For the past three months, Leesburg Executive Airport in northern Virginia has been running an experiment that could revolutionize flying for pilots at small airports all over the country. For the first time, air traffic controllers are monitoring takeoffs and landings, but not from an imposing tower looking over the airfield. They’re calling out to pilots from a windowless, ground-level conference room in a nearby office building, watching through a system of 14 cameras that provide a 360-degree view of the airport. There’s even a microphone to pipe in the airport noise. The remote air traffic control tower is the first of its kind in the United States.
For all the modern gizmos that controllers and pilots use to navigate in and out of airports these days, standard procedures have changed surprisingly little since 1930, when the first control tower was raised at Cleveland Municipal Airport. Everything still depends on the human eyeball, and in most cases tower controllers are required to physically see each aircraft as it arrives or departs.
But for small or little-used airports, towers are too expensive to build, maintain, and staff. In 2005, innovators in the aircraft division of Sweden-based Saab realized that high-resolution cameras, high-speed Internet, and high-definition displays could give controllers everything they need to maintain order at an airfield. In 2015, after 10 years of rigorous testing, Saab’s first remote system was declared operational at Sweden’s Örnsköldsvik Airport; two more airports were added this year. All are controlled remotely from a single room at the airport in Sundsvall.
Unlike Sweden’s aviation agency, which is closing and consolidating existing towers, the U.S. Federal Aviation Administration is far more interested in providing air traffic control services where they don’t yet exist. Leesburg’s airport has never had controllers, but managers there wanted help keeping airplanes apart. (At U.S. airports without towers, pilots must coordinate with one another by radio to stay separated, a task that can distract from flying.) Says Matt Massiano, director of business development at Saab Sensis, about the Virginia airport: “Its location, the type of traffic they had, the problem they were trying to solve” made it an ideal testing ground. In 2016, the FAA built a temporary, staffed tower at Leesburg to control the airspace, and Saab installed its less costly, remote version at the same time to prove that it could give controllers the same information. The remote “tower” passed with flying colors and began a second trial this June as the sole monitor of Leesburg’s airspace.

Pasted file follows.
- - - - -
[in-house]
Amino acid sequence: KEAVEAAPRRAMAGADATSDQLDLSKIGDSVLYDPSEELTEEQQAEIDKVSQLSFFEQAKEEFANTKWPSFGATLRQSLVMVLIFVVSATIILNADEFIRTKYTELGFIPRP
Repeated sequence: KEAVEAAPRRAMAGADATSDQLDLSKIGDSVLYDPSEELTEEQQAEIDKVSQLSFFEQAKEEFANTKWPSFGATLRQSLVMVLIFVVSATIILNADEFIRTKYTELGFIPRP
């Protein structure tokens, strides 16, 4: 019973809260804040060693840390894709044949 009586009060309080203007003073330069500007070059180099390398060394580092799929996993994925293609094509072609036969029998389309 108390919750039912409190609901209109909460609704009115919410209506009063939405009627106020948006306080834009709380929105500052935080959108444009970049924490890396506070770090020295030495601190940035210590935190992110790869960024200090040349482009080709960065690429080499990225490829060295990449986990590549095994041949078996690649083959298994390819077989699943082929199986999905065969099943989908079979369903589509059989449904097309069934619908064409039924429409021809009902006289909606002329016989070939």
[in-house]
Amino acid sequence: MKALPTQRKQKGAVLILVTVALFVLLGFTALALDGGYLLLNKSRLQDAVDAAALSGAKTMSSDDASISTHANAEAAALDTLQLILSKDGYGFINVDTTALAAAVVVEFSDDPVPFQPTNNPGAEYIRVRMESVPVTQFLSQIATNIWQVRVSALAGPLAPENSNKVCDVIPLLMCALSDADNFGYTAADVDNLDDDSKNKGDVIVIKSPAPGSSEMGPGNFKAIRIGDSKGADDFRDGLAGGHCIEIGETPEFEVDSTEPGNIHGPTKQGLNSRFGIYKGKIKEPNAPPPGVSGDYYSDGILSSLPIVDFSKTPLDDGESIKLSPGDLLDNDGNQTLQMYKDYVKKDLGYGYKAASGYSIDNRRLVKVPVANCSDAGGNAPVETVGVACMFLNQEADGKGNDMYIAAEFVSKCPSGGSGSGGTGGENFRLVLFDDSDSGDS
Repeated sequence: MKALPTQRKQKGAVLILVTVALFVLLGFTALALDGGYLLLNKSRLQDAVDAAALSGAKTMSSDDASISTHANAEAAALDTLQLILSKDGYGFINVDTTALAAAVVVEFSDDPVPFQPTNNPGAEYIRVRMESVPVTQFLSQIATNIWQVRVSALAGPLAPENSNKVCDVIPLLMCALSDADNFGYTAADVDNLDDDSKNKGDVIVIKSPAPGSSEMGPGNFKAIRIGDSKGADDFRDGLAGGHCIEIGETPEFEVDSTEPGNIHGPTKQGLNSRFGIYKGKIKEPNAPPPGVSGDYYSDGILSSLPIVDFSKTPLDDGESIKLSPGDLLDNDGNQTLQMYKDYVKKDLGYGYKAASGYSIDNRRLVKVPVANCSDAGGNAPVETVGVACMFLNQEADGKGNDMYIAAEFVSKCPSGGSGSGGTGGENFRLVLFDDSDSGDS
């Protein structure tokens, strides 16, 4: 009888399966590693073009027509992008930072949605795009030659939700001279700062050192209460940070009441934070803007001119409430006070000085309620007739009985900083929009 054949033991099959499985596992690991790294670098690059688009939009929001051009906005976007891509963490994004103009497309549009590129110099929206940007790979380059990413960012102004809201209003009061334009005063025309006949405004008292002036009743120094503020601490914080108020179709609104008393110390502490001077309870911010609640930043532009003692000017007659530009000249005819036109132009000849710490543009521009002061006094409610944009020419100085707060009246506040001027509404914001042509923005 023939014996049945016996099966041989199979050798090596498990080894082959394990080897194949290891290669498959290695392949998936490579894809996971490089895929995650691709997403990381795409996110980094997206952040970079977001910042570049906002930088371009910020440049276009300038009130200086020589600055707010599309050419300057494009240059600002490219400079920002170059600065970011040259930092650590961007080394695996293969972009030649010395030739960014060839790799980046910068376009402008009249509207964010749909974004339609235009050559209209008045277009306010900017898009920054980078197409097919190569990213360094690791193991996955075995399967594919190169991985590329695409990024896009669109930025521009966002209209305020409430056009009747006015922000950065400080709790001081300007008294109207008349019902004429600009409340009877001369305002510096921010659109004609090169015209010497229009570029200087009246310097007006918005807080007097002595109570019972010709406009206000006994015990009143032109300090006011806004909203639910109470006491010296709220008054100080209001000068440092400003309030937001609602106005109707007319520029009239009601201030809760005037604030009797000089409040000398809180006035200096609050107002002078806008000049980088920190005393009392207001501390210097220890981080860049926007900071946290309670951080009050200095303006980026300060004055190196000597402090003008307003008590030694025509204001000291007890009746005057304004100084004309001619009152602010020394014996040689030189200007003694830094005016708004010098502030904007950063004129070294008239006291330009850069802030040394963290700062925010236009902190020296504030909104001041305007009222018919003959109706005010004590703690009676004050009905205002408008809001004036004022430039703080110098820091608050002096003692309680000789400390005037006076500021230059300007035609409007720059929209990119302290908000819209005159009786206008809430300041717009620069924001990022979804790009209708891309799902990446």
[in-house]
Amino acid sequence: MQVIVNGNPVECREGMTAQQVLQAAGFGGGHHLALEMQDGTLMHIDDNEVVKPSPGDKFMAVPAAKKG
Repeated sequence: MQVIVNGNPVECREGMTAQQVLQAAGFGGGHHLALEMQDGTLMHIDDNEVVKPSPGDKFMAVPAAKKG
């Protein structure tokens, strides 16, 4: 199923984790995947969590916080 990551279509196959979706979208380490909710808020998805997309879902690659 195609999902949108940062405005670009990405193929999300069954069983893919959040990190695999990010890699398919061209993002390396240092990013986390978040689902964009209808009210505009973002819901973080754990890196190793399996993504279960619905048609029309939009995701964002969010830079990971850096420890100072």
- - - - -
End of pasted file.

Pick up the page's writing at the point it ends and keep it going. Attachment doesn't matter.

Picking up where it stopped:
“They’re going to take this one step at a time and look at it really carefully,” says Martin Lauth, a professor of air traffic management at Embry-Riddle Aeronautical University in Florida, “because the last thing they want to do is go rushing in and find something that sets them back five years.”
If the off-site controllers perform to the FAA’s standards, the system will be installed permanently. Another small airport with no tower, Northern Colorado Regional, outside Fort Collins, is in the process of selecting a remote system. Staff at several more airports across the country are watching closely. Perhaps they’re envisioning a future 20 or 30 years down the road when dozens of airfields are networked into a conference room in the Virginia suburbs, where controllers are alerting first-responders that a Cessna’s engines quit after take off in Caldwell, Idaho. “I think it’s going to be the wave of the future for airports that don’t currently have control towers,” says Lauth.
And Saab isn’t finished developing the system. The company has been testing infrared cameras to give controllers night vision, and fusing radar data to the visual display so they can see essential information on a single screen. It will be a few years, at least, before those enhancements become operational, but at long last, air traffic control is getting some 21st century tools.